The hidden figures behind “Happy Birthday to you”

If we still sing "Happy Birthday to You" today it is thanks to the sisters Mildred and Patty Hill who wrote the melody with children in mind but who are too often forgotten

How many times have we sung the famous tune “Happy Birthday to You“? Countless, yet few may realize that behind this ubiquitous melody stand two sisters, Mildred Jane Hill and Patty Smith Hill. Despite their significant contribution to American culture, these sisters are often overlooked.

The origins of an iconic song

The journey of this iconic song, acknowledged by the Guinness World Records as the most sung in the English language, began in 1893 when the sisters composed a melody titled “Good Morning to All.” Their goal was to create songs suited to the limited musical abilities of children.

Patty employed the same melody for her version of “Good Morning to All,” singing it to her kindergarten students in Louisville, Kentucky. This marked the starting point for the birthday song as we know it today.

The transformation might have taken place at the Little Loomhouse, a retreat that now houses a nonprofit fiber arts organization, where it’s said that the lyrics were changed during a birthday party.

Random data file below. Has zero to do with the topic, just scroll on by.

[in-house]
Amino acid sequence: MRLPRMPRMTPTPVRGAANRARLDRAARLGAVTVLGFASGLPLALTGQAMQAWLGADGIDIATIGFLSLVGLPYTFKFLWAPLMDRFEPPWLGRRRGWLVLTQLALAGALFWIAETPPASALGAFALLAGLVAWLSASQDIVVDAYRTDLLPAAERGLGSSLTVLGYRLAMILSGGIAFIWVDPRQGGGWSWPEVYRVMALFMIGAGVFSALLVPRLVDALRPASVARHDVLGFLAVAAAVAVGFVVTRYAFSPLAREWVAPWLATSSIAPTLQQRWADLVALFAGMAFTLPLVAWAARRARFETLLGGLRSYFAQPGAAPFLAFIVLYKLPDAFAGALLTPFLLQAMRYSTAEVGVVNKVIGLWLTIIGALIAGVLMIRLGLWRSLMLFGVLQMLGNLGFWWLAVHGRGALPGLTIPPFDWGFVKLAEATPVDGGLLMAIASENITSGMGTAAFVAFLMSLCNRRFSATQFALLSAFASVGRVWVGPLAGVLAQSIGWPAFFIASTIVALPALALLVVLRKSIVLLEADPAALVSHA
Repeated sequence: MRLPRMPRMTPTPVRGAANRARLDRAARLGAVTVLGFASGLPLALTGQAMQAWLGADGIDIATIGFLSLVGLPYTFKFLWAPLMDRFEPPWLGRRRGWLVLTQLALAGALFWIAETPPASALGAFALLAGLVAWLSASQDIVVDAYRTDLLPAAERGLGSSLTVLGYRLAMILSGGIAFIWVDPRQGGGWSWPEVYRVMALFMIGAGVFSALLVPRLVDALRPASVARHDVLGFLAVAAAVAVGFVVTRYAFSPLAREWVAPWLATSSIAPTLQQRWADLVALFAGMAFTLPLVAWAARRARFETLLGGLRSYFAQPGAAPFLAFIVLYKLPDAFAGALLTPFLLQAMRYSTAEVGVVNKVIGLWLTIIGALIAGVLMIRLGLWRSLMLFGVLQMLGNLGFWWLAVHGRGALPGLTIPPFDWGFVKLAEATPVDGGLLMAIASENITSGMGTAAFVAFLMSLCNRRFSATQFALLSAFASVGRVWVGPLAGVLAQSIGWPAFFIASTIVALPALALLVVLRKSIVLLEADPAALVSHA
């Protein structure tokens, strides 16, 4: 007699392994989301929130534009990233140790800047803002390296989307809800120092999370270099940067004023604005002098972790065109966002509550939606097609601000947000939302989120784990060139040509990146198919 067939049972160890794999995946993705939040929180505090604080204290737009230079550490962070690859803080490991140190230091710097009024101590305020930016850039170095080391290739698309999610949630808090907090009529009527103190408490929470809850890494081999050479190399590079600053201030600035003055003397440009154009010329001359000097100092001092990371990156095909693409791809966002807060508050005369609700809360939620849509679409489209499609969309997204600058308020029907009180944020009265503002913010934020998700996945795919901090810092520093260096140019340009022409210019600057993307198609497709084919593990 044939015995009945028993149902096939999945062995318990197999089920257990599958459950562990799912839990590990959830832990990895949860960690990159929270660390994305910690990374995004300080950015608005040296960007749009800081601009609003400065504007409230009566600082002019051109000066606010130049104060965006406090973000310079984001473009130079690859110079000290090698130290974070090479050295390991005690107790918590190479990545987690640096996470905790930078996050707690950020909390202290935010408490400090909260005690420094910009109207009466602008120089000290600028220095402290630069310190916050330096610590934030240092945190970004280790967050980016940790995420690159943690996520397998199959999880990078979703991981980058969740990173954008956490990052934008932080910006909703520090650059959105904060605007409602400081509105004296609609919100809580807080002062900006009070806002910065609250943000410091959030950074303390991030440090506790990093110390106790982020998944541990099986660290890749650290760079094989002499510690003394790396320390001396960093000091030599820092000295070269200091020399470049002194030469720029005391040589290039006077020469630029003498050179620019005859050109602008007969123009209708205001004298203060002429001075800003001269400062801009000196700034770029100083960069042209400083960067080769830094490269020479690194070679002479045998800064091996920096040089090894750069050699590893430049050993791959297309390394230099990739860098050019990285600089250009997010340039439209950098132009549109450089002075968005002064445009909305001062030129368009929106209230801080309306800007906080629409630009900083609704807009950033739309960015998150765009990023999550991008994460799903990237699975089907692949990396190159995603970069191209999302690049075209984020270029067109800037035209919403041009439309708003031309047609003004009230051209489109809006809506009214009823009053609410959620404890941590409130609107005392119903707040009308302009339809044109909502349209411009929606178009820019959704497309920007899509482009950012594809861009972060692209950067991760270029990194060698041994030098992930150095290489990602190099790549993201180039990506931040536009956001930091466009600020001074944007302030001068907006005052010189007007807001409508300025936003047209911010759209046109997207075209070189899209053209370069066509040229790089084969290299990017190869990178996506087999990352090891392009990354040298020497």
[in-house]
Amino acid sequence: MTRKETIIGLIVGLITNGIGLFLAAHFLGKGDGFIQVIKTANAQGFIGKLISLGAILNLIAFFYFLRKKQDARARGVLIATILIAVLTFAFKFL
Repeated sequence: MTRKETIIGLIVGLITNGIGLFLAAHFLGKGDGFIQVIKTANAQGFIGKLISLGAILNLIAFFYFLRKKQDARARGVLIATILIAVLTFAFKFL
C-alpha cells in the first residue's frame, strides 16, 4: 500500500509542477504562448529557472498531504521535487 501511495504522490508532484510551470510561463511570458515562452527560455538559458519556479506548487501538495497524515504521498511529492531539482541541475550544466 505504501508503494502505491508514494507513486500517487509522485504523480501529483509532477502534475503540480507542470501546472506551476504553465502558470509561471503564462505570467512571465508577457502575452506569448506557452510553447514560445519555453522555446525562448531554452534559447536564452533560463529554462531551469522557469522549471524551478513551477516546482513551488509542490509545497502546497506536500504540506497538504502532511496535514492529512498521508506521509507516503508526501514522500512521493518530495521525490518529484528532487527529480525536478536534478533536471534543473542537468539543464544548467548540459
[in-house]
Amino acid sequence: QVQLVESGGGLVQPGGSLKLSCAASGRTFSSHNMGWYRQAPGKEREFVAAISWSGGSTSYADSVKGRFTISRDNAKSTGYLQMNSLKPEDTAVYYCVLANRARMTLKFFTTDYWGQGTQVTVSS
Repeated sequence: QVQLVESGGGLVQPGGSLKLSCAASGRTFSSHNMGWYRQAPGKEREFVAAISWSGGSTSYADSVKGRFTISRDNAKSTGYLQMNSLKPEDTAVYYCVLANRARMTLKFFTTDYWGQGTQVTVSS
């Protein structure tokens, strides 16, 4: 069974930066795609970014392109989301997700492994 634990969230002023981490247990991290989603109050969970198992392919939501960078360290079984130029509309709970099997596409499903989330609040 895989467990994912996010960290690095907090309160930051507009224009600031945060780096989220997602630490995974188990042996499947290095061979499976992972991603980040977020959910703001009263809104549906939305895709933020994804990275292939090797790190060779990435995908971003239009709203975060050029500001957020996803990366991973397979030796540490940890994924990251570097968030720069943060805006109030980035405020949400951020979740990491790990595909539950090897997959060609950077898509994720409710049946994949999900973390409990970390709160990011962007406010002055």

More than the authors of “happy birthday to you”

Beyond their fame from “Happy Birthday to You,” the Hill sisters made a significant mark on American history. Patty was a pioneer in early childhood education, advocating a progressive philosophy that emphasized the importance of creativity and the social and emotional well-being of children. She firmly supported kindergartens, demonstrating their usefulness and essential nature.

Mildred, a musical prodigy and internationally recognized pianist, played a key role in preserving music, particularly the unique expressions of black vendors. Foreseeing the rise of blues and jazz as American musical genres, Mildred understood the importance of preserving this music before it vanished with the passing of older generations.

Despite their impact, the Hill sisters often receive little recognition, and the story of “Happy Birthday to You” is frequently considered a folk song that has always existed. However, thanks to the efforts of the Happy Birthday Circle, a Louisville-based nonprofit organization, the legacy of the Hill sisters is being preserved.

Currently, there is an initiative to build a public tribute to the sisters in Louisville’s Waterfront Park, with the unveiling expected in 2026.

Happy Birthday-sisters Hill

@Happy Birthday Circle

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